MILWAUKEE -- Hundreds of people headed to Maier Festival Park on Sunday, Sept. 15 for the annual Walk to End Alzheimer's, the 14th largest event of its kind in the nation -- and everyone there was connected in a special way.
In a "Promise Garden" near the walk, each flower represented hundreds of people tied to Alzheimer's, a disease that, sadly, touches many lives.
"We want to be able to get that white flower and have survivors," said Bonnie Blair, Alzheimer's champion. "There is a connection for everybody."
The Promise Garden ceremony was held Sunday as part of the 26th annual Walk to End Alzheimer's, with a goal of raising awareness and funds for Alzheimer's care, support, and research.
One team took fundraising to the next level.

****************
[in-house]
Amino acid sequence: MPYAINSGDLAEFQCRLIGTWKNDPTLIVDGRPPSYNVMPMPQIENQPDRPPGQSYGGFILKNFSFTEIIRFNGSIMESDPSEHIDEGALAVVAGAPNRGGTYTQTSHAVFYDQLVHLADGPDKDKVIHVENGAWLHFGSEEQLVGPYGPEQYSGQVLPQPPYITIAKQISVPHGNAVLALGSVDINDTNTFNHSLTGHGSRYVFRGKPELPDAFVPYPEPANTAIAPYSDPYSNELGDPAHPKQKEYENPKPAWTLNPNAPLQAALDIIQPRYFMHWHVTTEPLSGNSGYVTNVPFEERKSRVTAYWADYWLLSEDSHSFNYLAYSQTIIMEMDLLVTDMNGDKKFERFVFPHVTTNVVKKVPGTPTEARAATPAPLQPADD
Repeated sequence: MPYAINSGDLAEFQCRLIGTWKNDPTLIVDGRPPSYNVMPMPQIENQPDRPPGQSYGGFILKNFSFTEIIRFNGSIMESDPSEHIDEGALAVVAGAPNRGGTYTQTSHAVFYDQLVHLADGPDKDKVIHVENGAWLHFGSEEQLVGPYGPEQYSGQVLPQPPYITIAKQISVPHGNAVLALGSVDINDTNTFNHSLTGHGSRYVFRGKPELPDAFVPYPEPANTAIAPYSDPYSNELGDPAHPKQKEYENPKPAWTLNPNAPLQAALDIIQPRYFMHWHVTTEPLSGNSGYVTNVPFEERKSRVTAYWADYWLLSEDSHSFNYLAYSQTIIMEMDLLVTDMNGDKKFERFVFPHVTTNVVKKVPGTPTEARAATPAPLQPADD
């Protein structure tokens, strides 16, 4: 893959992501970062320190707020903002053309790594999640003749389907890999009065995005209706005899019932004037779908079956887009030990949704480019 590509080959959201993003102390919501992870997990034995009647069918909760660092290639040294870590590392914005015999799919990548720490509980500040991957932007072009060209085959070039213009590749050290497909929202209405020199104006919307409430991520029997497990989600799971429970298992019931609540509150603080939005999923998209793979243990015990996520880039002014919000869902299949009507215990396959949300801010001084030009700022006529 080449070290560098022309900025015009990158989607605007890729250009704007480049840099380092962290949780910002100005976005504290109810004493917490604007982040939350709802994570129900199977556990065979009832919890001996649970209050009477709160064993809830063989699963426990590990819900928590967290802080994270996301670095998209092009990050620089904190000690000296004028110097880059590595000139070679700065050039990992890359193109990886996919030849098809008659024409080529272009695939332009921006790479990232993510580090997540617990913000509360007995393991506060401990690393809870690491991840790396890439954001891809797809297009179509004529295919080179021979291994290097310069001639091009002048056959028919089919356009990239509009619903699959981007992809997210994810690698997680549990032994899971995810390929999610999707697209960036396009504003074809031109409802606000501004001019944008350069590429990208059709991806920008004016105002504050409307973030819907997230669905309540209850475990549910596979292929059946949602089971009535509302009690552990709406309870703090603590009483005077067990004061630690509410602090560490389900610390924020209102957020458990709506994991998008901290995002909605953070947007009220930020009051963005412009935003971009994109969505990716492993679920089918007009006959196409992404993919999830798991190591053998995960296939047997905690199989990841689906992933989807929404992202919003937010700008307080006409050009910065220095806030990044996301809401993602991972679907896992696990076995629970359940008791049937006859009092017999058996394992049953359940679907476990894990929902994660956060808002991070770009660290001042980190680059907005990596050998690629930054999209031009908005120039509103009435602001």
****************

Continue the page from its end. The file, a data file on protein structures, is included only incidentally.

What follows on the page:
"We were able to raise $16,500," said Margo Hudak, Team Granny's Gang.
Team Granny's Gang, one of the top fundraisers for the walk, took part in honor of Joan, who has Alzheimer's.
"It's depressing, but it is great to see all these people who care, who want to try and find a cure," said Hudak. "Finding that cure is hard."
Former Wisconsin Governor Martin Schreiber's wife, Elaine, has battled the disease for nearly 15 years. He said he was hopeful the walk would raise awareness.
"What we want to do is help people understand the importance of learning, coping, and surviving as an Alzheimer's caregiver," said Schreiber.
As a sea of people walked with their colored flowers, the feeling of being connected was the most colorful.
"There's a special spirit," said Schreiber. "A special kind of feeling."
For more information on the disease, including how to donate to this effort, CLICK HERE.